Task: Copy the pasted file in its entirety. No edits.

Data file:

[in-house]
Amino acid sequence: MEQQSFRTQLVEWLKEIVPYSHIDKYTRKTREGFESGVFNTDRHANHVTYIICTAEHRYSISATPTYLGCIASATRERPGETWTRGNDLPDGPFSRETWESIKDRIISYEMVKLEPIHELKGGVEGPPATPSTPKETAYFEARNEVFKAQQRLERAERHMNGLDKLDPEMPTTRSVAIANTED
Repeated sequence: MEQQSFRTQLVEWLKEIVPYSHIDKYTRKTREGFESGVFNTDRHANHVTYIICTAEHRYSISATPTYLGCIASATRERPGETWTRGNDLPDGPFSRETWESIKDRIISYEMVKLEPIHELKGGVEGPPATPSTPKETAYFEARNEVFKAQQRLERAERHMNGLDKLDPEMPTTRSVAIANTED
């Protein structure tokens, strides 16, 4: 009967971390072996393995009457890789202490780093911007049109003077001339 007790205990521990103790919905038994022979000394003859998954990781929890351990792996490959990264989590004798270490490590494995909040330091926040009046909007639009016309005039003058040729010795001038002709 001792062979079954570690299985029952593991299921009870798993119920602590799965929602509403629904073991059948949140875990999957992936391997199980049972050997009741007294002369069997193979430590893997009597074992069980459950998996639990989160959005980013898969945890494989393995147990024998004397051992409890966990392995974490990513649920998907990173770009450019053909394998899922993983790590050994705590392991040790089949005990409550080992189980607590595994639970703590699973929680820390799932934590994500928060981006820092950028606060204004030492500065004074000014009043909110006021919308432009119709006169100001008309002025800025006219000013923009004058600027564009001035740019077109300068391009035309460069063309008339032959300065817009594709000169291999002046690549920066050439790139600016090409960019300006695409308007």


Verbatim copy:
[in-house]
Amino acid sequence: MEQQSFRTQLVEWLKEIVPYSHIDKYTRKTREGFESGVFNTDRHANHVTYIICTAEHRYSISATPTYLGCIASATRERPGETWTRGNDLPDGPFSRETWESIKDRIISYEMVKLEPIHELKGGVEGPPATPSTPKETAYFEARNEVFKAQQRLERAERHMNGLDKLDPEMPTTRSVAIANTED
Repeated sequence: MEQQSFRTQLVEWLKEIVPYSHIDKYTRKTREGFESGVFNTDRHANHVTYIICTAEHRYSISATPTYLGCIASATRERPGETWTRGNDLPDGPFSRETWESIKDRIISYEMVKLEPIHELKGGVEGPPATPSTPKETAYFEARNEVFKAQQRLERAERHMNGLDKLDPEMPTTRSVAIANTED
């Protein structure tokens, strides 16, 4: 009967971390072996393995009457890789202490780093911007049109003077001339 007790205990521990103790919905038994022979000394003859998954990781929890351990792996490959990264989590004798270490490590494995909040330091926040009046909007639009016309005039003058040729010795001038002709 001792062979079954570690299985029952593991299921009870798993119920602590799965929602509403629904073991059948949140875990999957992936391997199980049972050997009741007294002369069997193979430590893997009597074992069980459950998996639990989160959005980013898969945890494989393995147990024998004397051992409890966990392995974490990513649920998907990173770009450019053909394998899922993983790590050994705590392991040790089949005990409550080992189980607590595994639970703590699973929680820390799932934590994500928060981006820092950028606060204004030492500065004074000014009043909110006021919308432009119709006169100001008309002025800025006219000013923009004058600027564009001035740019077109300068391009035309460069063309008339032959300065817009594709000169291999002046690549920066050439790139600016090409960019300006695409308007």